Mr. Snoeck gave me a permission to feature his entry “ Rural Life: A First Glimpse”. Among his photos, this one is something that holds a very poignant message to me. Before the age of laptops and condo living, yours truly has lived that very same life. Thank you Mr. Snoeck, sir. Maraming salamat po.
Growing up in the Philippines- depends on the family you had – is a colorful tapestry akin to an Isabel Allende novel. My family tree shows a lineage of farmers, artists, craftsmen, military people, academicians, and, there's only one cook there- a distant grandfather, who, when I was eleven, I started following around. My father, a Melquiades with large doses of artistic geniality for some biblical reasons settled to become a carpenter. The wood cuts from his work shops, the smell of shaved wood, are now distant reminiscence every time I shave dark chocolates or make sasagakis.
I grew up in a small compound with a lot of people- mostly grandparents who decided to live with my mother. Los abuelos y abuelas. Aside from them, also living with us were many house helps- those young people whom my parents were sending to school in exchange for working in the house or in my father's shop.
Although we were scrubbed clean, it seemed that my grandparents wanted us to live their lifestyle during the tiempo Japon- if only to teach us the many hidden blessings of human survival in adversity. I saw them and yayas (nannies)- chop wood for fuel; and us young children were tasked to gather food from vines crawling on the roof; and when typhoons ravaged our province, we made use of the fruits from fallen trees. We went to the swamp to gather water spinach. In the backyard, we were taught to raise chickens, and I think we raised too many that sometimes neighbors were just taking chance to steal one or two from us. That was when I learned to dress live chicken, a big advantage on my part when I observe how culinary schools limit such experience to students.
As the norm in the province, fisher folks peddled their wares by walking from one town to another. Sometimes fish were all wiggly in the net; way too fresh and alive. Indeed, fresh fish from the sea has a somewhat sweet after taste, you could imagine it breathing. Now it makes me realize why Filipinos are very down to the basic of cooking: in one way or another, we prefer our fish to be as close to its original form; a little salt, a little fire- and solved. That simple.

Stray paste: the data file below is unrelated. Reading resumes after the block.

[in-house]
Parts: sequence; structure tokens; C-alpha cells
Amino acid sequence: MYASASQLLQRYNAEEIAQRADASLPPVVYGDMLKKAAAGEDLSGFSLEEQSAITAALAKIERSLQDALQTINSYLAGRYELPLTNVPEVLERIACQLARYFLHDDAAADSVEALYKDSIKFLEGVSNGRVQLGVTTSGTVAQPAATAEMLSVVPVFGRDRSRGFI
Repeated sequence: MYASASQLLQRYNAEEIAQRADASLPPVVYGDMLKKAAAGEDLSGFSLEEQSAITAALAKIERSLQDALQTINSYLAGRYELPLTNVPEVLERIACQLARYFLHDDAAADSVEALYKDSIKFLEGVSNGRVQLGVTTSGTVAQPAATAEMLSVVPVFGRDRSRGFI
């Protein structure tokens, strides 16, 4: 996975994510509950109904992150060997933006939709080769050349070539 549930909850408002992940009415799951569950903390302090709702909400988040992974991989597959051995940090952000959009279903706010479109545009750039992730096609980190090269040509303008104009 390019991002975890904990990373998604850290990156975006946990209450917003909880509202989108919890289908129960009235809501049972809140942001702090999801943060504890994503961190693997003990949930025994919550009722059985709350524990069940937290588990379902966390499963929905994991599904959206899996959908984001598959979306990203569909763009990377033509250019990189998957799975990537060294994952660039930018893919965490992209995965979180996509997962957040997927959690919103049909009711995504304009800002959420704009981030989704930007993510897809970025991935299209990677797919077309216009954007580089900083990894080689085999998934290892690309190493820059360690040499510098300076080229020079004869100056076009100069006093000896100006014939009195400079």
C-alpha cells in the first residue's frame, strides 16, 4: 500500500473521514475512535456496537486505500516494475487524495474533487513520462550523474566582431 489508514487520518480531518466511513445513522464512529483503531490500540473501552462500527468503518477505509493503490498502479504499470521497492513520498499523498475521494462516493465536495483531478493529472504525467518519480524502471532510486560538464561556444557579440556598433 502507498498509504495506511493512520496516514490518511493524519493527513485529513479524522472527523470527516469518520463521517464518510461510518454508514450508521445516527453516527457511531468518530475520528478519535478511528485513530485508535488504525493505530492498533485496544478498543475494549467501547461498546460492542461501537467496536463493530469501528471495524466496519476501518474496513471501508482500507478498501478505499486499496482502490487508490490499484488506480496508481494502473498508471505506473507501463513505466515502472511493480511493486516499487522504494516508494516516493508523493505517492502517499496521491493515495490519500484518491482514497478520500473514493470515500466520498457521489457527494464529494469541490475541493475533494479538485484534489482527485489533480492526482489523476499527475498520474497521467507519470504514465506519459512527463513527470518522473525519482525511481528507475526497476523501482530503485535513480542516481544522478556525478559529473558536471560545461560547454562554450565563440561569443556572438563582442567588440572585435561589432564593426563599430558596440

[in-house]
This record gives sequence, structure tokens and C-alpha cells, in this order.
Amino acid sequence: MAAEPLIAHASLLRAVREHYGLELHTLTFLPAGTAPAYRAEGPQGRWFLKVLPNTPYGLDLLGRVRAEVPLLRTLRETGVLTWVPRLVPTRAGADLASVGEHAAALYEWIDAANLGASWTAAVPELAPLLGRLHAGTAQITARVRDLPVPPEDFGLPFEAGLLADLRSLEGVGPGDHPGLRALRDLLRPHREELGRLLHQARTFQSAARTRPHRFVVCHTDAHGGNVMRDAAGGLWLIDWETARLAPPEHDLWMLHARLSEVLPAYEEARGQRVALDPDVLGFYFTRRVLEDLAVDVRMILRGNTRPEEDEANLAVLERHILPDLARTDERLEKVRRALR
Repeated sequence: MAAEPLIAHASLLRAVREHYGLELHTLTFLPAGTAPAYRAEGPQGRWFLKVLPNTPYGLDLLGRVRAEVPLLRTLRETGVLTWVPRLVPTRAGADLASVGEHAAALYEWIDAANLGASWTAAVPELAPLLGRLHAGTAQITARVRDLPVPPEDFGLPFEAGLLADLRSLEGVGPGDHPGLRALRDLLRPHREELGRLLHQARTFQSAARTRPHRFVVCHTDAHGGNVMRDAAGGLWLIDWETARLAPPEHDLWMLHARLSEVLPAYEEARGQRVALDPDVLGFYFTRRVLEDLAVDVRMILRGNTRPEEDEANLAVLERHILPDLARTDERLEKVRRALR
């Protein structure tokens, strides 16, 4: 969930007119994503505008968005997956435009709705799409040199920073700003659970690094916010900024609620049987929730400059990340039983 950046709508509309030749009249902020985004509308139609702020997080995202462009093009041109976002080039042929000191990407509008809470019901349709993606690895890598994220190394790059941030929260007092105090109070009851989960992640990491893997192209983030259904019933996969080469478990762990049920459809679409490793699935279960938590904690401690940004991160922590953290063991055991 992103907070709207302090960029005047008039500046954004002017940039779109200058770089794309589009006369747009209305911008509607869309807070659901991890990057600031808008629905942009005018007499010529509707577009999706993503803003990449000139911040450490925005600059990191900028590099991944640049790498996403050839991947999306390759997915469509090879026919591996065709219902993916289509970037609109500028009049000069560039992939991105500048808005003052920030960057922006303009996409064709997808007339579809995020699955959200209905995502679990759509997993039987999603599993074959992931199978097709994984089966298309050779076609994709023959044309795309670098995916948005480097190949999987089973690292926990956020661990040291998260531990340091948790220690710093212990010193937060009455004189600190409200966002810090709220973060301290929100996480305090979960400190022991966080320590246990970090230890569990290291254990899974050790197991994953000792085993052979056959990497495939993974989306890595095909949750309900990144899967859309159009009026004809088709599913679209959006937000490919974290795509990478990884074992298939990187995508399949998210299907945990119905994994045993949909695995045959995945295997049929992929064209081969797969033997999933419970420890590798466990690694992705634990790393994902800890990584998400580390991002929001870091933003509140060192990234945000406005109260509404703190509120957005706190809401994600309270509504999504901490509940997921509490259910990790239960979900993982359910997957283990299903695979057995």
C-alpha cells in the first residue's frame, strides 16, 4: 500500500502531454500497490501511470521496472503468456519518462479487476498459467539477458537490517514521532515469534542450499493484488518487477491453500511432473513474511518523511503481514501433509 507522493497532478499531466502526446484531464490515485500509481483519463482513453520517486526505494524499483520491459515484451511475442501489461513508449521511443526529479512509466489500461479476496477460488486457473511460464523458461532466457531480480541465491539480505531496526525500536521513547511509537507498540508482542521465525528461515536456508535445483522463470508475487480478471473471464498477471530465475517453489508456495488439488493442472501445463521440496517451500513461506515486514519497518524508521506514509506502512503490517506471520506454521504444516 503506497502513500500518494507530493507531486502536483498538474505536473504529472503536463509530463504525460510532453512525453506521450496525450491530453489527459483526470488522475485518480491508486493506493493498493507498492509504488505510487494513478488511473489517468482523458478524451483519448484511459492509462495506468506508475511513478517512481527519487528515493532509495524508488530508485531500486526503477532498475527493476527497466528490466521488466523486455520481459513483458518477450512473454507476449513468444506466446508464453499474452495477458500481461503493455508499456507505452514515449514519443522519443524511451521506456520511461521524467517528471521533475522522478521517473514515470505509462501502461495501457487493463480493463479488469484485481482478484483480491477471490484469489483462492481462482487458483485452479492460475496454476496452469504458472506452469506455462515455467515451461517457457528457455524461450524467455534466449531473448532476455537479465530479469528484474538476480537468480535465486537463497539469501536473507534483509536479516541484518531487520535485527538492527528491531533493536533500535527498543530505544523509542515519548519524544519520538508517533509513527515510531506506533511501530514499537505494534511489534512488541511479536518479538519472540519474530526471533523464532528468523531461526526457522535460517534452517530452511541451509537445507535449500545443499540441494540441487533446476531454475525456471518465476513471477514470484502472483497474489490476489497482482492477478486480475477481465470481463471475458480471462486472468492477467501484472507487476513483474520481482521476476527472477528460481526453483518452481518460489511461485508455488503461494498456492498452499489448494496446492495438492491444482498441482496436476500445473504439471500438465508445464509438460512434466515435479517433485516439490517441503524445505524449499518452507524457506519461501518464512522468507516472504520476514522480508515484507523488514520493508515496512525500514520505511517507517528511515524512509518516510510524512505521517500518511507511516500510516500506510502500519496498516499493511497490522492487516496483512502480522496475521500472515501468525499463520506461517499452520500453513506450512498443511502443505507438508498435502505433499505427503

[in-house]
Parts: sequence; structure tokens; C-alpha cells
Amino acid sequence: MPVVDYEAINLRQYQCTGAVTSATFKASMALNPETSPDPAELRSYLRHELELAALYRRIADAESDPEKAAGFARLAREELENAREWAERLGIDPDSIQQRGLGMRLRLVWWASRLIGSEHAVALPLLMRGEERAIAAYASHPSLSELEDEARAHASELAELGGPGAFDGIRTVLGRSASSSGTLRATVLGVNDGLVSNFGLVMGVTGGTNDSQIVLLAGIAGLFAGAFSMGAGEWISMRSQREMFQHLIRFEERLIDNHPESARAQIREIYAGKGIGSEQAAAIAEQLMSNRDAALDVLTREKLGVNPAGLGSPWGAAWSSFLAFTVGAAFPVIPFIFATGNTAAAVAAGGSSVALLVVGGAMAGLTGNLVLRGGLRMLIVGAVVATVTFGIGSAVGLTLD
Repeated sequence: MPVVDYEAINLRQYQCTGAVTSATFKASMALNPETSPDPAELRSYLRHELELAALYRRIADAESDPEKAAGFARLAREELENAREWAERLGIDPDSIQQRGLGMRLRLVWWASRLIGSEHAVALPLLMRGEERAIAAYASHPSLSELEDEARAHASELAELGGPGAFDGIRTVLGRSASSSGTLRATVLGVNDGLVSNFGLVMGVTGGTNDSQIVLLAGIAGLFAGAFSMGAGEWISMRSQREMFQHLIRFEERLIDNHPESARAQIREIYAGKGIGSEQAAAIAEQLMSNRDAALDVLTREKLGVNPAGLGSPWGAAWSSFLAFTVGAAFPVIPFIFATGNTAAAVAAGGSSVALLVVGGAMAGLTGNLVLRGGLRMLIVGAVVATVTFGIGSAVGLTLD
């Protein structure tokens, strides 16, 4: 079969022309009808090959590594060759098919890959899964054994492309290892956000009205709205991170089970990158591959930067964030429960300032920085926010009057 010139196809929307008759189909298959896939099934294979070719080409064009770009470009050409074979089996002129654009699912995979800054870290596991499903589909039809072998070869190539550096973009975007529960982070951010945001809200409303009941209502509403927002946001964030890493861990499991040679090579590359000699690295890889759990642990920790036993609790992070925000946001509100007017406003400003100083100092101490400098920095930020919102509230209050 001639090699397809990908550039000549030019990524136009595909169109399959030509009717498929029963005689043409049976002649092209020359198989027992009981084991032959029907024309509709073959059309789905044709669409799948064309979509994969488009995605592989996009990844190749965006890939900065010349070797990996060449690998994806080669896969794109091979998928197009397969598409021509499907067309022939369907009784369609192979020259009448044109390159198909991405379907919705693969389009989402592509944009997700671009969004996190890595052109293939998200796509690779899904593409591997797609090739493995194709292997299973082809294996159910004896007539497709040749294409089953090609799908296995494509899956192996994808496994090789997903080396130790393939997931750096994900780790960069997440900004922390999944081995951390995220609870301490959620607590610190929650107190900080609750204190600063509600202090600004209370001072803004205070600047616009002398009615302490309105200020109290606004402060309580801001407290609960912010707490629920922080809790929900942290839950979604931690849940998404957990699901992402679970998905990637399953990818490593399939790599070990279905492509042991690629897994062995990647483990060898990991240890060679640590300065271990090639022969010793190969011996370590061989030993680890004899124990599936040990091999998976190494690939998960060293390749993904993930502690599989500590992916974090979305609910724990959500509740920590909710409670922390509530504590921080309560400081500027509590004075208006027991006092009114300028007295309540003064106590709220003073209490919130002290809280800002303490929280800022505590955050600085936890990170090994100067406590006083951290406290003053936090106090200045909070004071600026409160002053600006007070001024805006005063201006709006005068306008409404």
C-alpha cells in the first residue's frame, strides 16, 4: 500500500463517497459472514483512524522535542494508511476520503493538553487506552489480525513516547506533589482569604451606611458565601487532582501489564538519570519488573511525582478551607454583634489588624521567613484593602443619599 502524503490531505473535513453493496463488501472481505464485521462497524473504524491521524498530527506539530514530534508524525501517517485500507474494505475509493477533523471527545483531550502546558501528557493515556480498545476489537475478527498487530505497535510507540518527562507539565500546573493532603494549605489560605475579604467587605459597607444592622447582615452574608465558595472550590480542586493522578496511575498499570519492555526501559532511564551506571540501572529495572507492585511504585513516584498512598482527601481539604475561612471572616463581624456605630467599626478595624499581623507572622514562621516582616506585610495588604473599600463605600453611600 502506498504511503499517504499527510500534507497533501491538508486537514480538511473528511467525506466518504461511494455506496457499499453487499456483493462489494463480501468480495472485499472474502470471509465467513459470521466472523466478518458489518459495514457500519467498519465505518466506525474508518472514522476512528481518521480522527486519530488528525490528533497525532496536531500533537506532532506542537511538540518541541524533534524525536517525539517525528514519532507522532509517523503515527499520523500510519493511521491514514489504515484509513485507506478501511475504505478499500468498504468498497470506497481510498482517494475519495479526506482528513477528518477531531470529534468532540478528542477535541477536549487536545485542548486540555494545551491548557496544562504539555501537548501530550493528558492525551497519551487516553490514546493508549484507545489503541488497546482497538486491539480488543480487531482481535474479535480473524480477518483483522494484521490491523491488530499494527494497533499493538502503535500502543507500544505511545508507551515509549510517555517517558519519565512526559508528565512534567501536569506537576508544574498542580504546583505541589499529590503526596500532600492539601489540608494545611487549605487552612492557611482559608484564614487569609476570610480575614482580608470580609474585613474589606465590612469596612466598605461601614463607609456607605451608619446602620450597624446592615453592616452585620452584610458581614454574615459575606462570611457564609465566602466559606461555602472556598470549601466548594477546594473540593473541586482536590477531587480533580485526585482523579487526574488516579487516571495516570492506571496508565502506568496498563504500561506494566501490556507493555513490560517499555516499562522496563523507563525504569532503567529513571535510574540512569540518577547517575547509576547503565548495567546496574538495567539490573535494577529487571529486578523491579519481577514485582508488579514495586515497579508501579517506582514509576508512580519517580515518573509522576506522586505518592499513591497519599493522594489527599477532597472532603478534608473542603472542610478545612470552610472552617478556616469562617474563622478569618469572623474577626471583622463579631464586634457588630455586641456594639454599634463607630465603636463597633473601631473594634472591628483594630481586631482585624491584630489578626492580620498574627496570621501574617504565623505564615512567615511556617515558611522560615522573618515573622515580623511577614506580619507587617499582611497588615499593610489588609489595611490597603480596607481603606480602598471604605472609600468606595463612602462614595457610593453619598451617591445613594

Because of that grandfather who taught me to cook, I made my first crème caramel at eleven, only later as a teenager, got laughed at for making pearl shakes, kebabs and bruschetta (since it was very rural, the only orientation of young people to food are the usual fares,i.e. Barbecue is the same ol' pork; sandwich is same ol' chicken sandwich). If you're an aspiring cook, you'd risk a few dosage of embarrassment by being explorative of what you see in cook books. People are skeptical of the new, the strange, and the foreign.
Quite unthinkable to imagine sometimes, culinary arts is one of the most expensive elitist disciplines in the modern education, and truly it takes some luck- coupled with a fierce imagination and daydreaming- to rise from the fish- grilling, swamp- wading, environment to the highly demanding kitchens. But if we are to look at it closely, everything from the smallest moments to the grandest victories, everything works to our favor.
Growing up in a third world country amidst all these media exposures from the first worlds presents a lot of longings for people my age to 'get there'. To get where? Sometimes it pays that you don't watch too much TV and absorb too many information about recession; that you are a little blind and a little deaf – the voice inside your head speaks louder when other's opinions don't bother you. Your imagination runs wilder- overcoming limits and borders; there's just so much freedom. You get everything you want- even more than you want. Life is easy. There is no place for envy. The path to happiness isn't all that hard nor moments of bliss that limited. Good is rewarded, bad is punished to teach a lesson or two. Unfortunately some young people of our times may be a little too ashamed to reveal what their past was (true to me when I was a little younger) but as Steve Jobs had put it, “Don't waste your time living someone else's life.”
There's also so much that the little details of our lives could teach us about food and cooking, and specially about human satisfaction. Sometimes in the middle of a heated meeting, my chefs would whine about how competitors had more than we, i.e., better benefits, equipment, etc., but while all of that are opinions I respect- and had to act on -, having had a rural childhood taught me a lot about satisfaction of the here and now. Keep your eyes off your neighbor's pan and focus on your own- you'll make better sauce.
When you become better the following day than you were yesterday, poverty and wanting for more dissolves like sugar in hot water- until you could no longer see it. From the rural past, you embark on new journeys. You change. You take risks. These musings are necessary, I tell my men, for most of all, being a chef is not just all about cooking. It is also about leadership: being the first- that if we want our customers become satisfied with what we create, we must first become satisfied- and make the most- of what we have.
My grandparents taught me well.
Circa 2009: That big house over there fronting my mother's lawn is a residence of US retirees – before the rice field became a subdivision, that used to be my grandfather's corn farm; and that lawn used to be all swampy with lots of water cabbage and escargots. I took this photo from the veranda of our attic's library – where world encyclopedias of childhood are still housed to this day.